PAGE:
How to keep running through the menopause

The menopause hits women at difference ages in their life, and whether it happens at 40 or 60, the effects on your body can be hard to adjust to...

How to keep running through the menopause

Don’t stop running

In fact, we would suggest opting for even more running, walking and weight-baring exercises. Unlike low-impact sports, these will help to strengthen your bones as they become affected by the menopause. 

‘Women who have been through the menopause are at an increased risk of developing osteoporosis as a result of the lower level of oestrogen in the body', the NHS explain.

This cannot be prevented entirely, but you can definitely help to ease weary joints by keeping active. 

Get together

If your friends are of a similar age there’s a strong chance they will be going through the same transition. In any walk of life it pays to share your problems and what better way to do so than run for a few miles together?

Whether you talk about your problems or get carried away nattering, you will come away feeling heaps better. Heck, you could even go one step further and start your own beginner’s running group!

Check your nutrition

Eating well is essential for bone health, especially during your menopause and even more so if you continue to exercise.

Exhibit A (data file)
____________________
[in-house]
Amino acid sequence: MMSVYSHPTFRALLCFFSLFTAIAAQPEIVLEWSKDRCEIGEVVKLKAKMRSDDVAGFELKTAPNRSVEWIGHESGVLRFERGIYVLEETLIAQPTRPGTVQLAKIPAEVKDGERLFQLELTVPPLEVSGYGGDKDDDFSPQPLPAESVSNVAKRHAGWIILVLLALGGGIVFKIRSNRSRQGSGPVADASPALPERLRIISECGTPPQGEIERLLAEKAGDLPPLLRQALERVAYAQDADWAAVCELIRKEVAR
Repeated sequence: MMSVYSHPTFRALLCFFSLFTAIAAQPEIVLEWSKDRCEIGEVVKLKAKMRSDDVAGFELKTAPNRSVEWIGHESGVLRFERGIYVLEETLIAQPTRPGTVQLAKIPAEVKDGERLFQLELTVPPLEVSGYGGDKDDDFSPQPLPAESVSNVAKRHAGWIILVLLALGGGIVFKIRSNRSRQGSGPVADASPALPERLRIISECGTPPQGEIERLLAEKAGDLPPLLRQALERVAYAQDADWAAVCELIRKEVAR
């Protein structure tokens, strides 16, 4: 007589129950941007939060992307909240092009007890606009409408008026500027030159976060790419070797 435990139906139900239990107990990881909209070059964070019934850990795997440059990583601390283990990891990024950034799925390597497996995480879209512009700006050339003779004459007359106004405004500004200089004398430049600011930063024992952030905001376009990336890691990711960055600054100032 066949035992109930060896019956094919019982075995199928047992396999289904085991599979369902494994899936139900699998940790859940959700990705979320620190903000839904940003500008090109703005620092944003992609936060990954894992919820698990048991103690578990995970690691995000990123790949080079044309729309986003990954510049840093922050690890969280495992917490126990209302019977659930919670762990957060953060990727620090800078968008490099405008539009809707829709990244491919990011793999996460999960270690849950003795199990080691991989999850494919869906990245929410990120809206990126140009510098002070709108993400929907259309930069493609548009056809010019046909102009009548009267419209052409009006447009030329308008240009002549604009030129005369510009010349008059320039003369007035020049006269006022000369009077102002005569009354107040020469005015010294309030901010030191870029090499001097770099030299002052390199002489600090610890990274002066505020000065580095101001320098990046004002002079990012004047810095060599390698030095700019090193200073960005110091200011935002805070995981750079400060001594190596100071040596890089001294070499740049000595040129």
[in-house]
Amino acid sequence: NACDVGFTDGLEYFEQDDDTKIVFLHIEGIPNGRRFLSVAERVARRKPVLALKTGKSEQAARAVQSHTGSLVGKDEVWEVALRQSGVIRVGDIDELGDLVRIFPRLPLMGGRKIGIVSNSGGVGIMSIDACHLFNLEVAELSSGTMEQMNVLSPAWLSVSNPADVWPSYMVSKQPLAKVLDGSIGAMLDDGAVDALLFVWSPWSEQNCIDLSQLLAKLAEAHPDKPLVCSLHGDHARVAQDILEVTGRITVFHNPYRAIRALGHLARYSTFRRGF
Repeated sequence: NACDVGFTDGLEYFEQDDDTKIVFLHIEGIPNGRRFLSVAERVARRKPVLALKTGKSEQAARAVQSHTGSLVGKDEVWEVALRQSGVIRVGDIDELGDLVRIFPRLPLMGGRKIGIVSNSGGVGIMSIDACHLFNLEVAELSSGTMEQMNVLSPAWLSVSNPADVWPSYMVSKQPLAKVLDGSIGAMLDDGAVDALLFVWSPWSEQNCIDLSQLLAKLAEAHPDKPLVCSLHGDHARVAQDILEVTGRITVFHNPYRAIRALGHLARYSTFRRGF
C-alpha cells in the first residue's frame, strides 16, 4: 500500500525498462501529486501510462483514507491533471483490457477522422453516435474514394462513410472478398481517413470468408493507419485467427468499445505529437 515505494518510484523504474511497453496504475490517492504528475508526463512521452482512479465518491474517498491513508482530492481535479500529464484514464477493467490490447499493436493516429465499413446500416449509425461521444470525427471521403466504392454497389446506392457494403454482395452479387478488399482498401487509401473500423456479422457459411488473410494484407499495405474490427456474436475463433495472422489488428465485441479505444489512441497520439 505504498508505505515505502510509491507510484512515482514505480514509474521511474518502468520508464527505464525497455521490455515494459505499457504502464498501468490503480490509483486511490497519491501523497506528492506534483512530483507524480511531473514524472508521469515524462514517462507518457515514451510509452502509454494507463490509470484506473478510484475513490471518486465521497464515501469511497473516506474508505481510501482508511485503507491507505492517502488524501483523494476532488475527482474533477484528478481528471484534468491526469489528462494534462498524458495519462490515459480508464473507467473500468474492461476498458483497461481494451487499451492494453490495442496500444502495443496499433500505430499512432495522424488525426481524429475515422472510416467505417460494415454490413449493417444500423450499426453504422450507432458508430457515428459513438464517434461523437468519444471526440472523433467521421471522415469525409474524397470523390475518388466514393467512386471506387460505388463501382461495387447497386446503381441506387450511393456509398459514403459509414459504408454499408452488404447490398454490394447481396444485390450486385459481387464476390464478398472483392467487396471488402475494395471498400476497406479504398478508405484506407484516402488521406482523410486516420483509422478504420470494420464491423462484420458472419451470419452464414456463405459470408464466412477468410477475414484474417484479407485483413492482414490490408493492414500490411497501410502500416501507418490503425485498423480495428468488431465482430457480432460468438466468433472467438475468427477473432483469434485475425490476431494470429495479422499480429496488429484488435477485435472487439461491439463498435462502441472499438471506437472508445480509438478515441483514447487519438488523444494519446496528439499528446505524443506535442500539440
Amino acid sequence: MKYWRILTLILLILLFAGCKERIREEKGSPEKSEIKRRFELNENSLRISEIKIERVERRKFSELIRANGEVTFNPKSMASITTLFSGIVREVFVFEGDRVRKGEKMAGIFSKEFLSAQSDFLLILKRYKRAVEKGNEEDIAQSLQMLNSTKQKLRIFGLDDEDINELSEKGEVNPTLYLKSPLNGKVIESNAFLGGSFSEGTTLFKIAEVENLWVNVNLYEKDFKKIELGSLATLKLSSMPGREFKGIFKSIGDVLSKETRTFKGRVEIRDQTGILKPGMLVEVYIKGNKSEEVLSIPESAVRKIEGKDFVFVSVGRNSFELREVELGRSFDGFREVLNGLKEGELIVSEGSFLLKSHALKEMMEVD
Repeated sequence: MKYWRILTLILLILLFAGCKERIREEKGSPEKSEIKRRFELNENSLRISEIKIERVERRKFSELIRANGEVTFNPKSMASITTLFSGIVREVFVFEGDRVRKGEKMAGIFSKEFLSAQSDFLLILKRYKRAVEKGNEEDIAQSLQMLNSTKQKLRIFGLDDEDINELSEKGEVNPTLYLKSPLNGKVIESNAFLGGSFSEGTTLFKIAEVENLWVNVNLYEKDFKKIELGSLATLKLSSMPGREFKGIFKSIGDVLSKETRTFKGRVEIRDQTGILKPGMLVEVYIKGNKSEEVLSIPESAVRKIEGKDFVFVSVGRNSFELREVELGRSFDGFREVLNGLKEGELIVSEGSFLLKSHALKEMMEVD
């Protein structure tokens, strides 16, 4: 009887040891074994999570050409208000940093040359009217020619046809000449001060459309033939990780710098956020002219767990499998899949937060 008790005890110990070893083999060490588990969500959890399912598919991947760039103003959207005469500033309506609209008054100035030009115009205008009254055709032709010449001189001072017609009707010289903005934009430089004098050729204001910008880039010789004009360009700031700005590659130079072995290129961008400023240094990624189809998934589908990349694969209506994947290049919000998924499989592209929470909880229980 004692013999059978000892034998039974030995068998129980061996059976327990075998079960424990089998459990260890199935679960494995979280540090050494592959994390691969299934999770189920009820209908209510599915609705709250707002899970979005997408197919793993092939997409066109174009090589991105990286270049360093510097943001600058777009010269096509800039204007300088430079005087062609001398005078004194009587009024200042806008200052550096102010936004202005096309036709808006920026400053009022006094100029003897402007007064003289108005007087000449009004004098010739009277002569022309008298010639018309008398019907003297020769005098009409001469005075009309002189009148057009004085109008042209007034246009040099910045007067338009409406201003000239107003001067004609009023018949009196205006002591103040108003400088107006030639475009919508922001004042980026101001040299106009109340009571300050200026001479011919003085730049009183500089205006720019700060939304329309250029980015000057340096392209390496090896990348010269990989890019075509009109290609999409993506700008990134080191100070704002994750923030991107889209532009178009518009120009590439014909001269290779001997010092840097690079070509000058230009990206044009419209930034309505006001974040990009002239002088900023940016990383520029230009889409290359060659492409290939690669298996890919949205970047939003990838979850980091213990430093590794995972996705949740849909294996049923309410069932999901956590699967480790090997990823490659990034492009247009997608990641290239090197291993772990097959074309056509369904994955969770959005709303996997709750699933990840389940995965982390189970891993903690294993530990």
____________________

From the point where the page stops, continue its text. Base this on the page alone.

‘The drop in bone density is caused by falling levels of the female hormone oestrogen', the NHS explain. Oestrogen is a key element in helping to protect bone strength as it inhibits bone reabsorption. As this level falls it’s crucial to make sure your bones are getting enough calcium, magnesium rich foods and vitamin D.

Magnesium acts like a raft for calcium in transporting it through your system and vitamin D helps its absorption. Dairy is one of the most calcium packed foods, as well as being a great option for runners over all. Read more about this here and put some magnesium-rich leafy green into the mix to ensure your bones are well looked after.

Be kind to yourself

If you need a break from your running routine, cut yourself some slack from time to time. The reality is that you might be too hot during the night and not sleep very well, leaving you with little energy to put in a few miles.

If you would rather wind down in front of a film in your pyjamas then go for it. Head out when you're up to it, but also try to remember how good you will feel when you finish. 

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